The Supreme Court has clarified the circumstances in which a local planning authority must give reasons for the grant of a planning permission.
A failure to give reasons, when required, can lead to the planning permission being quashed by the courts and unnecessary delay in developing property.
When must a local planning authority give reasons for the grant of planning permission?
This fairly innocuous question has caused more problems and litigation than it really deserves, ending up in the Supreme Court, who, on 6 December 2017, gave its judgement on this question in the two cases of Dover District Council v CPRE Kent and CPRE (Kent) v Chine Gateway International1 .
The facts of these cases are important. They concerned the grant of two planning permissions on sensitive sites to the west of Dover. One was situated within the Kent Downs Area of Outstanding Natural Beauty and the other on a prominent hilltop overlooking Dover, dominated by Napoleonic wars-era fortifications. Both applications for planning permissions were controversial but were recommended by the planning officer for approval with some changes to the developments, including a reduction in the number of dwellings from 521 to 365. The applicants did not accept that reduction, stating that it would render the development unviable.
The planning committee agreed with the applicants and resolved at a meeting on 13 June 2013 (ratified following negotiations on the section 106 agreement at a further meeting on 18 December 2014) to grant planning permissions for the original 521 dwellings. The section 106 agreement was concluded and planning permission granted on 1 April 2015.
The permissions were challenged on a number of grounds, of which only one was allowed to be argued - that Dover District Council should have given reasons for granting the planning permission.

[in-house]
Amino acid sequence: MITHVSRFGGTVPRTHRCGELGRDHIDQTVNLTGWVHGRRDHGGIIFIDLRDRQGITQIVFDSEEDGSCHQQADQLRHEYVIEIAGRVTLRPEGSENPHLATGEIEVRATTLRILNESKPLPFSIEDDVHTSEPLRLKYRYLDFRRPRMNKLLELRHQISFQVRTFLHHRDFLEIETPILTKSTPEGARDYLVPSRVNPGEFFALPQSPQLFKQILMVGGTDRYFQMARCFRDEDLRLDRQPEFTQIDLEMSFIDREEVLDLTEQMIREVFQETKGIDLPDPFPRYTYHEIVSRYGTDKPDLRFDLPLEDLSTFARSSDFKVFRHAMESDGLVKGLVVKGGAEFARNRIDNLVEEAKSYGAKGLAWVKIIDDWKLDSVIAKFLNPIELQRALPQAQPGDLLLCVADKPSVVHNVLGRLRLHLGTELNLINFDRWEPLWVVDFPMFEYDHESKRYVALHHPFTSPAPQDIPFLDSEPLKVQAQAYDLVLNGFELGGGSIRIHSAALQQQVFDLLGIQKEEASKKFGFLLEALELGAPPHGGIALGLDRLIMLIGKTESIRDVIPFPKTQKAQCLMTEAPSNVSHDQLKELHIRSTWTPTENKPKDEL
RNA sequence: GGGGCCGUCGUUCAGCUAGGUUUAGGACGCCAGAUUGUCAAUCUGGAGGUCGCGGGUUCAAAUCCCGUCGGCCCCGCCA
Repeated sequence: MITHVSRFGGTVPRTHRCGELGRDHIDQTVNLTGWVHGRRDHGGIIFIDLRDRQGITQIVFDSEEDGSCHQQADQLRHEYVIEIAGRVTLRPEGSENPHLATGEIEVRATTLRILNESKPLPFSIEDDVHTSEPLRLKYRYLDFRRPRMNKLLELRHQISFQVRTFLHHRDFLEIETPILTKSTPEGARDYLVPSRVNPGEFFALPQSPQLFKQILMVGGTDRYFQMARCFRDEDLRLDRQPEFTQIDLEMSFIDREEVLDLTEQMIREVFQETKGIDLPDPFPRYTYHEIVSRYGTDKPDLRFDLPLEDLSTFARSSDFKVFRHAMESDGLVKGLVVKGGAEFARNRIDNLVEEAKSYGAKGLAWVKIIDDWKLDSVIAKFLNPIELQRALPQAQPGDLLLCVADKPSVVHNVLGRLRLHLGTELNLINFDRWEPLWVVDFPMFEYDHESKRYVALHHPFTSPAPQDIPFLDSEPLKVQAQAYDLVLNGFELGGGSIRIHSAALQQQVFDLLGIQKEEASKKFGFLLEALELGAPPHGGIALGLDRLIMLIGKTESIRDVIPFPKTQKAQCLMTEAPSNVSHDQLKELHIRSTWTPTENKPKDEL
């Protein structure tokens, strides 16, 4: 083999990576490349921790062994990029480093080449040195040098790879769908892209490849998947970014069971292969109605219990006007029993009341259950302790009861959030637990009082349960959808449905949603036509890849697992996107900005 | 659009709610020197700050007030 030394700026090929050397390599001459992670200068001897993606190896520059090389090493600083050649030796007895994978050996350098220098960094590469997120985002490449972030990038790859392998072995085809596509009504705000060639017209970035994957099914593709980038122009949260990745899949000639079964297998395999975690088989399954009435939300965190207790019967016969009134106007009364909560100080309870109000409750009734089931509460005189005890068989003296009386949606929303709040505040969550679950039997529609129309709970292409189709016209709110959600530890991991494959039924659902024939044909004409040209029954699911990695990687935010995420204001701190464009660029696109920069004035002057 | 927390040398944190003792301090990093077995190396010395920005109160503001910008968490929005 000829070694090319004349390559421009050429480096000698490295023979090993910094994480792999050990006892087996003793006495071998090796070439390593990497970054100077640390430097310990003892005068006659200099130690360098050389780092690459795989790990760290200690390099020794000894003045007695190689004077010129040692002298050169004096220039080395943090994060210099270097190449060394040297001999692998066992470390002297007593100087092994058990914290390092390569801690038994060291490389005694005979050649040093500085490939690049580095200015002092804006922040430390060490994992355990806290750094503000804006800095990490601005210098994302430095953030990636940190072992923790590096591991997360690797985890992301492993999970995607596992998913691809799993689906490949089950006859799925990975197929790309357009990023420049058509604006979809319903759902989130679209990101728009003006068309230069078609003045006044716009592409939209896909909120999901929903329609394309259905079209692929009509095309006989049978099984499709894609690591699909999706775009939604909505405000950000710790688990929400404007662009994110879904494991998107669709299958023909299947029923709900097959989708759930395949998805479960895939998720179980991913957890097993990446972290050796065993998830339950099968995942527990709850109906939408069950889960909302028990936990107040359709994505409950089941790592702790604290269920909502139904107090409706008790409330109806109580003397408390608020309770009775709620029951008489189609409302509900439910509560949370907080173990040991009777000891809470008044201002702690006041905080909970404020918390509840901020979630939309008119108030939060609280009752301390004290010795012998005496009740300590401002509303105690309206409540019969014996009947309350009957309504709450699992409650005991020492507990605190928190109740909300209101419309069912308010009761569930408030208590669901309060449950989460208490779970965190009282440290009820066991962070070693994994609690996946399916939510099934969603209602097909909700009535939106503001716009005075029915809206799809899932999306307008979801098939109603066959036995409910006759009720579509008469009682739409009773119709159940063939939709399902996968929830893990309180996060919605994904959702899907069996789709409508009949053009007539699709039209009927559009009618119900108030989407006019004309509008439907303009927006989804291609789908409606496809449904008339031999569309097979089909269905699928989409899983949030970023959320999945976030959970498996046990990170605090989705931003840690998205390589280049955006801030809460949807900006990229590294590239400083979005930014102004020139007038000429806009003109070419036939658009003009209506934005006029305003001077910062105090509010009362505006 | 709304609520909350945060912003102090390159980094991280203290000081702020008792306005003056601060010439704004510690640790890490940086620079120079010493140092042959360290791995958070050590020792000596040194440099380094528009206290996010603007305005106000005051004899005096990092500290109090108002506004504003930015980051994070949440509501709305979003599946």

The Supreme Court upheld the decision of the Court of Appeal to quash the planning permissions. In giving the leading judgement, Lord Carnworth stated that:
- Where a development is an EIA Development (that is, it requires an environmental assessment), there is a requirement to give reasons for the grant of planning permission in all cases. The decision to grant the planning permission must explain the reasoning of the planning committee, particularly where committee members, or some of them, do not agree with the reasons given in the planning officer's report. In the cases in issue, Lord Carnworth pointed out that there was, for instance, a requirement to give a properly reasoned statement as to why the planning committee rejected the planning officer's judgement that the viability of the scheme would not be jeopardised by the reduction in dwellings;
- Although not strictly binding, he also stated that, for all other applications, there is a duty to give reasons for the grant of planning permission when permission has been granted (for instance, but not exclusively) for controversial proposals, against planning officer's advice or where there is major departure from the development plan or the National Planning Policy Framework. In most cases where the planning committee follows the planning officer's recommendations, they can simply adopt those recommendations and the reasoning behind them.
What does this mean in practice?
The Supreme Court has reaffirmed that, as we all understood, there is a requirement to give reasons for granting an application for EIA Development. They have, however, clarified that those reasons must be sufficient to understand where there has been any disagreement within the committee, not just that the majority resolved to grant permission as set out in the planning officer's report. That could be quite onerous on the committee.
The decision has also breathed new life into the requirement to, in certain circumstances, give reasons for all other developments.
This could be fertile ground for challenging the grant of planning permission. Except in straightforward cases where the planning officer's recommendations and reasoning is accepted by all of the planning committee, we would advise that reasons should be given. If not forthcoming, they should be requested, before the grant of the planning permission.
As an aside, it is worth noting that the period from the submission for the application (13 May 2012) to the grant of permission was more than three years - a depressingly familiar time period for large complex developments. Add to this the time taken for the legal challenge up to the Supreme Court decision, the applicants have spent the past five years and seven months effectively getting nowhere. The application is now back with Dover District Council for redetermination. So much for speeding up the delivery of housing developments.